This process of rediscovery over the past four decades or so has to be considered in the context of current-day developments. They are ones which seek to amend tradition or even eliminate it. And they all come with degrees of argument or controversy attached.

In the town of Alaro, for example, the town hall wants women to be part of the cossier folk dance troupe. Heaven forfend! The townsfolk are said to be divided on the matter, though there appear to be more in favour than against. In an age of equality, the majority view is likely to prevail, and who is to say that it should not. The Alaro case, however, and when set against other arguments, can seem minor, for there are more controversial matters at stake.

Take Soller and its Firó fiesta in May. The showpiece is the Moors and Christians battle, the grandest of all the island battles between invaders and defenders. Bar owners in the Plaça Constitució, the setting for the climax, are unhappy at proposals that they close for a time. Theirs is a commercial controversy, not one to do with tradition. There is another: the simulation of the hanging of peasants by the invading Moors. There have been calls for this to be stopped. They have been made not on the grounds of any political correctness but because of the sensitivities of some: psychological effects or sad reminders of a suicide. The town hall has listened. The hangings will continue.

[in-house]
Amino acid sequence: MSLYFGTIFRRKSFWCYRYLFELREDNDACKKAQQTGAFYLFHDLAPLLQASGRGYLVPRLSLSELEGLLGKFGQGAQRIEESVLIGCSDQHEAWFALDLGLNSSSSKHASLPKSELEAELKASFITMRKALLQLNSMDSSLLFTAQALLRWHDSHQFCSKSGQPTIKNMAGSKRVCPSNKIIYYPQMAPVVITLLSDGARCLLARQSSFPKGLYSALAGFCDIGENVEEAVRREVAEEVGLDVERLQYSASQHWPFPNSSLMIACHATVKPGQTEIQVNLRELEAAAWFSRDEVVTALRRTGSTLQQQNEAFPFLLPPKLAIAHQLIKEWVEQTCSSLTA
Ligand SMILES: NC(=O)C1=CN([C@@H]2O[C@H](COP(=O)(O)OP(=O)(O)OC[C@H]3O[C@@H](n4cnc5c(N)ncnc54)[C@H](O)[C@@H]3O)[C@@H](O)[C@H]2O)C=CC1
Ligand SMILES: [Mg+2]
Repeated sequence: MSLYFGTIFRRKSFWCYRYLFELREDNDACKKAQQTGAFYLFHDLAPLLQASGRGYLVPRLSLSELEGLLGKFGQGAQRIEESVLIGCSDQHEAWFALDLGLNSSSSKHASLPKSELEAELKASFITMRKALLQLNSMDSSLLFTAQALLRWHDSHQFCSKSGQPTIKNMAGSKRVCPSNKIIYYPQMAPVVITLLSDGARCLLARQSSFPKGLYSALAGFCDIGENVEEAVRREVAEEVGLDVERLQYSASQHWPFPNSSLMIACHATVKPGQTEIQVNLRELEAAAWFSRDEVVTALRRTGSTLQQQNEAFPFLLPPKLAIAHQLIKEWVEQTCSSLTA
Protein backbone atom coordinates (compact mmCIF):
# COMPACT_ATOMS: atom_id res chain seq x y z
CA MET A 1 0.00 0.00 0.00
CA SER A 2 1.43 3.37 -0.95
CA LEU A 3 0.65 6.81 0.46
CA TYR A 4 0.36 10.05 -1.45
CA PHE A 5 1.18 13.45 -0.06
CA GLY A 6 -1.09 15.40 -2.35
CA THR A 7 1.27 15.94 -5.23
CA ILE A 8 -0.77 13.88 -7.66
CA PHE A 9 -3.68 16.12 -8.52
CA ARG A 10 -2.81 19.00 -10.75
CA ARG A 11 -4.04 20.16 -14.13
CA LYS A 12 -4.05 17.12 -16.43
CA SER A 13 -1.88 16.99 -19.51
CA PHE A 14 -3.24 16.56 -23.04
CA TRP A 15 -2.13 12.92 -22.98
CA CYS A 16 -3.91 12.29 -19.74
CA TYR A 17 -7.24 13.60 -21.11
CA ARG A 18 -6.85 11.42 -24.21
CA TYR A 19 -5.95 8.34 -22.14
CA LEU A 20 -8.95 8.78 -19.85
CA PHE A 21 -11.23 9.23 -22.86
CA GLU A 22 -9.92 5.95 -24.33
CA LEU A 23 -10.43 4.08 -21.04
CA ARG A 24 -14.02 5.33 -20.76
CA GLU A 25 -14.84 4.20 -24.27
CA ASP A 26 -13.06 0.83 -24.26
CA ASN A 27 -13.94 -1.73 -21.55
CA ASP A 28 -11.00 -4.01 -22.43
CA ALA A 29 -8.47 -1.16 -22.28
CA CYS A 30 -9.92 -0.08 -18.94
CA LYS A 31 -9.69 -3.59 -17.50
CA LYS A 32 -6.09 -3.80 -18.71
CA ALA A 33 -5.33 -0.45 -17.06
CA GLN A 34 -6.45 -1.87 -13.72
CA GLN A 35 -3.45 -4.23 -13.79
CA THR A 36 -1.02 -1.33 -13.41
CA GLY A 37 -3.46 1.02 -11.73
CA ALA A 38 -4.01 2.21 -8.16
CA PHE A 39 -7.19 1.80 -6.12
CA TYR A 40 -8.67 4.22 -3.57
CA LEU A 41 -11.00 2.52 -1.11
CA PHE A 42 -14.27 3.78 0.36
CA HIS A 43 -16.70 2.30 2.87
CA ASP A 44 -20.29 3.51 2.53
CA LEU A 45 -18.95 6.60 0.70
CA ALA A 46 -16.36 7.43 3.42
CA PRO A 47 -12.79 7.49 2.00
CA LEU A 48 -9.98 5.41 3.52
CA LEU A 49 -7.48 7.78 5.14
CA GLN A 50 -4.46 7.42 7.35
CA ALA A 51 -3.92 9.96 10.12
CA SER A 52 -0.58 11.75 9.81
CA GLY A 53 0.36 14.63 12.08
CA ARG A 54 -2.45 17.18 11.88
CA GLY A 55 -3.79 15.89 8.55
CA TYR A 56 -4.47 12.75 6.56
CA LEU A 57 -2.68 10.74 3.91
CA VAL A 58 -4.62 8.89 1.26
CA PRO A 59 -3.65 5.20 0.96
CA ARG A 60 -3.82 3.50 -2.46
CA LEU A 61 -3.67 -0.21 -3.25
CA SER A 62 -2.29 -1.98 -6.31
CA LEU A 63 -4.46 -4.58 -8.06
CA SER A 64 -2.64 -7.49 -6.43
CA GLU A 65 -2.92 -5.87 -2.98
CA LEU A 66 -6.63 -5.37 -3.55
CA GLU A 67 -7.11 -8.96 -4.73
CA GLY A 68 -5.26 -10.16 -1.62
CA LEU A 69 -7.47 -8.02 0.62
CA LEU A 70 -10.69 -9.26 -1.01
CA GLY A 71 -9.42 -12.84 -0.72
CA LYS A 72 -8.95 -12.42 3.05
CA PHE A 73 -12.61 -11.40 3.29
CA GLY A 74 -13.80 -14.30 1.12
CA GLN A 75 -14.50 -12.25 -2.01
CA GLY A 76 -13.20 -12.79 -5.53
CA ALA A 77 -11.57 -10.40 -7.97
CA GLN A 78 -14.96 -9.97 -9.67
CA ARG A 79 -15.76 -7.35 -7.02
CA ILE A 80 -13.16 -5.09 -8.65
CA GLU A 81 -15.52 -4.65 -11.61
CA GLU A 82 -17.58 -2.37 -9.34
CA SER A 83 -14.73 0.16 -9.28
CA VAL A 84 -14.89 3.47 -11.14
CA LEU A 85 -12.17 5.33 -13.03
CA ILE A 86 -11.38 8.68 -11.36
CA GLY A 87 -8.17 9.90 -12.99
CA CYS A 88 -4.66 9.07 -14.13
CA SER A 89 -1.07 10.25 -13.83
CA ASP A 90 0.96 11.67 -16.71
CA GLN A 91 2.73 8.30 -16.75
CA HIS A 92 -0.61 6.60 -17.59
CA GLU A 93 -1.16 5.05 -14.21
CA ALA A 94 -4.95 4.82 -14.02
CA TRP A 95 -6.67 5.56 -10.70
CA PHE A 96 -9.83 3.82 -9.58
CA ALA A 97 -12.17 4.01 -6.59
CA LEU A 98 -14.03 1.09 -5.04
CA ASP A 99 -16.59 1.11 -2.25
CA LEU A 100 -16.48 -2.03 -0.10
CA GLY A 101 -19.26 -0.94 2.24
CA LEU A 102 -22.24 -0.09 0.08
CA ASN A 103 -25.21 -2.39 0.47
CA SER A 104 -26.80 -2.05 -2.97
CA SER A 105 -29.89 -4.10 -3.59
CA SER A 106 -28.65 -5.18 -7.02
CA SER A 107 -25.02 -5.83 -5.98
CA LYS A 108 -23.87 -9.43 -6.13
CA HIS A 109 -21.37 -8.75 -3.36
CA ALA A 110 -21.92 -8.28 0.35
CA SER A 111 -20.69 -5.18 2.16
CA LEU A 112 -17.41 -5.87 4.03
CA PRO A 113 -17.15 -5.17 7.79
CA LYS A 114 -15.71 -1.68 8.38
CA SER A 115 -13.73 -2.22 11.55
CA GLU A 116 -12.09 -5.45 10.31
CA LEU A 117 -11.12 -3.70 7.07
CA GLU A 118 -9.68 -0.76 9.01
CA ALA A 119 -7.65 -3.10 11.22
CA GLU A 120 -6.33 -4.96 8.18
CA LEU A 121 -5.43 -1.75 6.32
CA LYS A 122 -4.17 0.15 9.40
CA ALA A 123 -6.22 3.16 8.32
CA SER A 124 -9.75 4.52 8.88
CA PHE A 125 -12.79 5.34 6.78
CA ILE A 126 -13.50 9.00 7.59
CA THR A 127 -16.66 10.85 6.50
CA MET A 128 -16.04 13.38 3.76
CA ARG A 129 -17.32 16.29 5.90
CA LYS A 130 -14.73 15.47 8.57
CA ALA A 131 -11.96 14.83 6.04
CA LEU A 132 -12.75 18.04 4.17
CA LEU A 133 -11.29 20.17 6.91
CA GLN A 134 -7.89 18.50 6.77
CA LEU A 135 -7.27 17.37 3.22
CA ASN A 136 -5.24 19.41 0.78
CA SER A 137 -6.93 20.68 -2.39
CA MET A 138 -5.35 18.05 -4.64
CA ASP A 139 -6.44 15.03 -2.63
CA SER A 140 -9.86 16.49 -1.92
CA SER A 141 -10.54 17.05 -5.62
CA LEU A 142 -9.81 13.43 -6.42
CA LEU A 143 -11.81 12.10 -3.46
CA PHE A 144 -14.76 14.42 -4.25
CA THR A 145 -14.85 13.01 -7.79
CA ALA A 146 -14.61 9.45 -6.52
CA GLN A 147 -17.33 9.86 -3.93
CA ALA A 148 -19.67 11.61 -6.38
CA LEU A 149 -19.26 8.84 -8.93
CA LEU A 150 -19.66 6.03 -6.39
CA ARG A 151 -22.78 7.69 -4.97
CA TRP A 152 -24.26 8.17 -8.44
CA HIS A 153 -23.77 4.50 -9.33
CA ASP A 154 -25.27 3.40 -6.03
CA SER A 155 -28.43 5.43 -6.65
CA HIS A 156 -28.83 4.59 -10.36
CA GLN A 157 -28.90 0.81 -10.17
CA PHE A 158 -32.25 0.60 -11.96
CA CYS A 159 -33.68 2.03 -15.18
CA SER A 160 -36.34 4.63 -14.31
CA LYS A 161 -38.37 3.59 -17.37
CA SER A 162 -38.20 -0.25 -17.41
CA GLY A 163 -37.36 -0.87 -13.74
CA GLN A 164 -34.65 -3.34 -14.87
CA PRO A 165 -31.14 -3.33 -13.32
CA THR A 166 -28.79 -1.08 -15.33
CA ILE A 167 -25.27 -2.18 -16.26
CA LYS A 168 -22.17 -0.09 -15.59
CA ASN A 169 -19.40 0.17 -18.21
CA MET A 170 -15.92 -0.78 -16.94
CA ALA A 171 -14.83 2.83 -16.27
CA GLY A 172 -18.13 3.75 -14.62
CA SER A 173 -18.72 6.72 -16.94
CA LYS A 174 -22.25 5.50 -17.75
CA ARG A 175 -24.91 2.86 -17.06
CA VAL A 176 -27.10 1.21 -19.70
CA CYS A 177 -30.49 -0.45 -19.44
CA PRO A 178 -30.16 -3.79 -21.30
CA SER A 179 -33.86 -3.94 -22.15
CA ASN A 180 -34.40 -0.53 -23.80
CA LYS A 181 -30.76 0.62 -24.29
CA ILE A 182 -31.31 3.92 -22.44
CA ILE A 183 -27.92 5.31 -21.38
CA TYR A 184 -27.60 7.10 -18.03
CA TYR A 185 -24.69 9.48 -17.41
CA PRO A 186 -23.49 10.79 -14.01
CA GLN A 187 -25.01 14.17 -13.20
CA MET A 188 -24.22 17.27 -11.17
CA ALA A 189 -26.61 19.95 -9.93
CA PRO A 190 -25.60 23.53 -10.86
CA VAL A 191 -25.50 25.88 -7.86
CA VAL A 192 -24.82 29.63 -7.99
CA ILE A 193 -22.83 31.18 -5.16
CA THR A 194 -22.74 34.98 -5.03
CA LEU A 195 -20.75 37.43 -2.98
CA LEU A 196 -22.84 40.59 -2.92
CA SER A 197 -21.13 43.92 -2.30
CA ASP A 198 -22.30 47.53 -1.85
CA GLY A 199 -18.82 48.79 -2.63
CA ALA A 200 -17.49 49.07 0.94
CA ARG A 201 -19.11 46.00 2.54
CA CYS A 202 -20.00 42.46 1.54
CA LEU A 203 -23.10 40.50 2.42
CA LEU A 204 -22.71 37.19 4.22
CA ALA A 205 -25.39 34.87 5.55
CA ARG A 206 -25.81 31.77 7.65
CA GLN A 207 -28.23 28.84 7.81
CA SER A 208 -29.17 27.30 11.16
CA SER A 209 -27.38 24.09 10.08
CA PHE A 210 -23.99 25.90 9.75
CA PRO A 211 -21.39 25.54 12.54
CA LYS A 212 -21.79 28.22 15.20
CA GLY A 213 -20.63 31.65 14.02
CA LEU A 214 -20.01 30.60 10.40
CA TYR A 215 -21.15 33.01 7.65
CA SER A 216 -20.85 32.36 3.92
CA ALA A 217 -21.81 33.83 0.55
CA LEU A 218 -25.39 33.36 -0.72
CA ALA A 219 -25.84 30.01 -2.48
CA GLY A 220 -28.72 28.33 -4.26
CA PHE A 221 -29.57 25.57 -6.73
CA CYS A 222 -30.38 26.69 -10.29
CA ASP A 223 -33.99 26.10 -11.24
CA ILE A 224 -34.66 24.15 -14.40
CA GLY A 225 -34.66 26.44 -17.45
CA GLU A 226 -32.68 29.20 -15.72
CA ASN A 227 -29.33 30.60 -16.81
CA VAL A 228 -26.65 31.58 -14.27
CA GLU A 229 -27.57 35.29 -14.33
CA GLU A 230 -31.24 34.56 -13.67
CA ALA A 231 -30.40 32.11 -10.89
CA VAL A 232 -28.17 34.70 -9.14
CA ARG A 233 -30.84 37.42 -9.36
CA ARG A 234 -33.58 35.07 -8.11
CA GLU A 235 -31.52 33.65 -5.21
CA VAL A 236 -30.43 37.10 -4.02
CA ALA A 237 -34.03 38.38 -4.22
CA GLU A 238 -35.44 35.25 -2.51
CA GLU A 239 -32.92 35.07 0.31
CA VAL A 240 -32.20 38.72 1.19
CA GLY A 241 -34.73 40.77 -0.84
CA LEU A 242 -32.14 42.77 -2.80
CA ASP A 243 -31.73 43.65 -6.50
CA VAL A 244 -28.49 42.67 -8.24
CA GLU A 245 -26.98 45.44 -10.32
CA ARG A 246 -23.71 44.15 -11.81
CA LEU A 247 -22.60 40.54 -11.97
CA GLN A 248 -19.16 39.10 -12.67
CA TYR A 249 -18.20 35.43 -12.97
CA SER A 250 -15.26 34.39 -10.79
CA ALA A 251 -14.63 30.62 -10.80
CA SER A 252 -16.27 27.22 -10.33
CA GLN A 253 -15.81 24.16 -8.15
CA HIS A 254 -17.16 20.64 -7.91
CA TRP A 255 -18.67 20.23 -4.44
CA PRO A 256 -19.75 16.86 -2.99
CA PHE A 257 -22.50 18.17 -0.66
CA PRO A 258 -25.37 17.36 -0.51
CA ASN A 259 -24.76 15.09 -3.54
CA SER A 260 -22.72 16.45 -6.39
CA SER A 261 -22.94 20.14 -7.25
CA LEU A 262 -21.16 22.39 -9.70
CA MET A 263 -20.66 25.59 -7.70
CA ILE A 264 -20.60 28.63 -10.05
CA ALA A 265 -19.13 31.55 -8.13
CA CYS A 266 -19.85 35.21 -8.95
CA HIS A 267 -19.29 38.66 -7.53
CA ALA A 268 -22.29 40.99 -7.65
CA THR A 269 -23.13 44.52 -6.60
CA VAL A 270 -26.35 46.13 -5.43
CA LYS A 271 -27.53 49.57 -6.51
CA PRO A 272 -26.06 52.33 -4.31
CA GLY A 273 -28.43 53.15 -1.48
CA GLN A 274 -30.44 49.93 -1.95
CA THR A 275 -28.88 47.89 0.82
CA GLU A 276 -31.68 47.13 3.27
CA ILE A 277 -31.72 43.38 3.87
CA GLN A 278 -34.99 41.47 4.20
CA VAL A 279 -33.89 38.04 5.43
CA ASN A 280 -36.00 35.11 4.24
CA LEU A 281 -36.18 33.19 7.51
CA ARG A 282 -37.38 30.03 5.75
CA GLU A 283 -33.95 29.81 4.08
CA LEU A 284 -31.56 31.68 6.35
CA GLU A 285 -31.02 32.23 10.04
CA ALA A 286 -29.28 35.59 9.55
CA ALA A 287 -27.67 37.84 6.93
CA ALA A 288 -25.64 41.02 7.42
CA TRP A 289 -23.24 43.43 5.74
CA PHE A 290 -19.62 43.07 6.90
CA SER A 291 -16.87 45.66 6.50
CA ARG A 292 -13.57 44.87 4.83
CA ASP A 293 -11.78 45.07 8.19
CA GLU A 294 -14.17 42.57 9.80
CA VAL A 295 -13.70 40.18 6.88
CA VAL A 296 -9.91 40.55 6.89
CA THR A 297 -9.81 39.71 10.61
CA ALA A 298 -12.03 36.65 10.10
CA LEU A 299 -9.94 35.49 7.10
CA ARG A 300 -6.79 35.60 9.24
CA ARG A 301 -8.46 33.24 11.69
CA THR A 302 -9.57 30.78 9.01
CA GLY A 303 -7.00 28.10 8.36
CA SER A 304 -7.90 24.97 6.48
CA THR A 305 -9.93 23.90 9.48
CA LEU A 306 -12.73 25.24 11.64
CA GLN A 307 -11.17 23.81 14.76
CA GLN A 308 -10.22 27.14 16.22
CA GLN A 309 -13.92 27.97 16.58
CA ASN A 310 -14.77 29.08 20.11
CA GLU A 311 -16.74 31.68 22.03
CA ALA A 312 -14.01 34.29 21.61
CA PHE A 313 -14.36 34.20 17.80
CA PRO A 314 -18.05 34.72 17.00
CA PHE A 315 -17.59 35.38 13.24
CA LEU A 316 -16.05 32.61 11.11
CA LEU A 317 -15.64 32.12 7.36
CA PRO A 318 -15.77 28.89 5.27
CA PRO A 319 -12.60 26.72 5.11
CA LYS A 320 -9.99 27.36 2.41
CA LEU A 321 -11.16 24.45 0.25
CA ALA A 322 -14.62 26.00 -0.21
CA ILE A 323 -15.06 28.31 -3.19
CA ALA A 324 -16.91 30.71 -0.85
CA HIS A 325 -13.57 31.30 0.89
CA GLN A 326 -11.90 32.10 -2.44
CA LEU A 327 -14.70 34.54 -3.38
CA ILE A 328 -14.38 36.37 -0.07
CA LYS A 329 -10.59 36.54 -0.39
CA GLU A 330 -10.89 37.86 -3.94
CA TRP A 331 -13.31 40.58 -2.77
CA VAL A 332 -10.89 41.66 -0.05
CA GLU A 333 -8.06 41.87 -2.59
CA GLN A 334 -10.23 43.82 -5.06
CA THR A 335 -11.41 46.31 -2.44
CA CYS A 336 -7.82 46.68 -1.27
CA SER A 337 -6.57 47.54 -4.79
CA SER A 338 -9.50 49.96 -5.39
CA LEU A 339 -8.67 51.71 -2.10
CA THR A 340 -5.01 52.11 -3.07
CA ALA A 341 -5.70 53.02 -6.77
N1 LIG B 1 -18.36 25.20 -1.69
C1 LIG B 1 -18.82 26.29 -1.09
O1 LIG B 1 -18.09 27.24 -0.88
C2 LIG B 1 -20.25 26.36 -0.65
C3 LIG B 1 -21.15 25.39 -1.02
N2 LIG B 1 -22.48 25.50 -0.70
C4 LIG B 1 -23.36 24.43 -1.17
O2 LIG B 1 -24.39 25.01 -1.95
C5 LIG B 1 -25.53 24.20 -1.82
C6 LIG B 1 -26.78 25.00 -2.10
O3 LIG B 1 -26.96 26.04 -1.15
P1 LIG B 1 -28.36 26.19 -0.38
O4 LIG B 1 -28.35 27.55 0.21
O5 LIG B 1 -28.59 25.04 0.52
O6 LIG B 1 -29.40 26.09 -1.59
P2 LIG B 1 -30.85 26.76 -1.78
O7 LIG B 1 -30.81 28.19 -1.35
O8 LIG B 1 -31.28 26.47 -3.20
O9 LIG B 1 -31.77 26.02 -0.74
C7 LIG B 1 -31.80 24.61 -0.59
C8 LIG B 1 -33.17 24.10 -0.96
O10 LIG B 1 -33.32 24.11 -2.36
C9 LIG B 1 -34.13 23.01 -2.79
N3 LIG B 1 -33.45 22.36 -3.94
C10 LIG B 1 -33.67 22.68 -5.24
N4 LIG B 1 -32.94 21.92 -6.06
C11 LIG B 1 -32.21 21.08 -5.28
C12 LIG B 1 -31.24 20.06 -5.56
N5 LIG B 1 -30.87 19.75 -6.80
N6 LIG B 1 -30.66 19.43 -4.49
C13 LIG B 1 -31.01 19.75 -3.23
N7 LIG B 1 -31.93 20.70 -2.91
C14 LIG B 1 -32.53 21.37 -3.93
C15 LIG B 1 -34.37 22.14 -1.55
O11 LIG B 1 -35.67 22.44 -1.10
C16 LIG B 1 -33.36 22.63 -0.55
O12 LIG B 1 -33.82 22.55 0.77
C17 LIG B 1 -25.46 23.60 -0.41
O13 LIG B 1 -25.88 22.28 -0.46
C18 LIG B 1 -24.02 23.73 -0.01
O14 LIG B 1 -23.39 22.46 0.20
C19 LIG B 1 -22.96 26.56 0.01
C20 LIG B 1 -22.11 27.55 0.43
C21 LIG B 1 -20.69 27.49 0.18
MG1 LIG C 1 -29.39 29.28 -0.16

And then there are fiestas with animals. The controversy is being played out in the Balearic parliament. An amendment to the animal protection act would see the end to any fiesta display that might entail animal suffering. Principally and most obviously this refers to bulls; indeed, bulls are the reason why the amendment is to come before parliament and will surely be approved.

Bullfighting will cease to be. Some will lament its passing. Many more will not. But the ban raises a question about tradition. Is tradition finite? Can it be said to be outdated and to have run its course? There is almost certainly a majority view that it can and should be consigned to the past when it involves bulls. But the people of Fornalutx, with its bull-run the centrepiece of the summer fiesta, are less inclined to this view. While outsiders look on and see barbarism, the villagers see tradition. It will be banned.

But the amendment may affect all manner of other fiesta traditions. Will the live cockerel at the summit of Pollensa's greasy pine of Sant Antoni become history? There are those who have made the case in the past for it being so. They have invoked the ban (now some ten years old) regarding the release of live ducks for the Can Picafort swim of high summer. Yet there is a rule that applies. More than one hundred years of tradition, and the animal tradition is permitted. This is the case in Pollensa but is not in Can Picafort.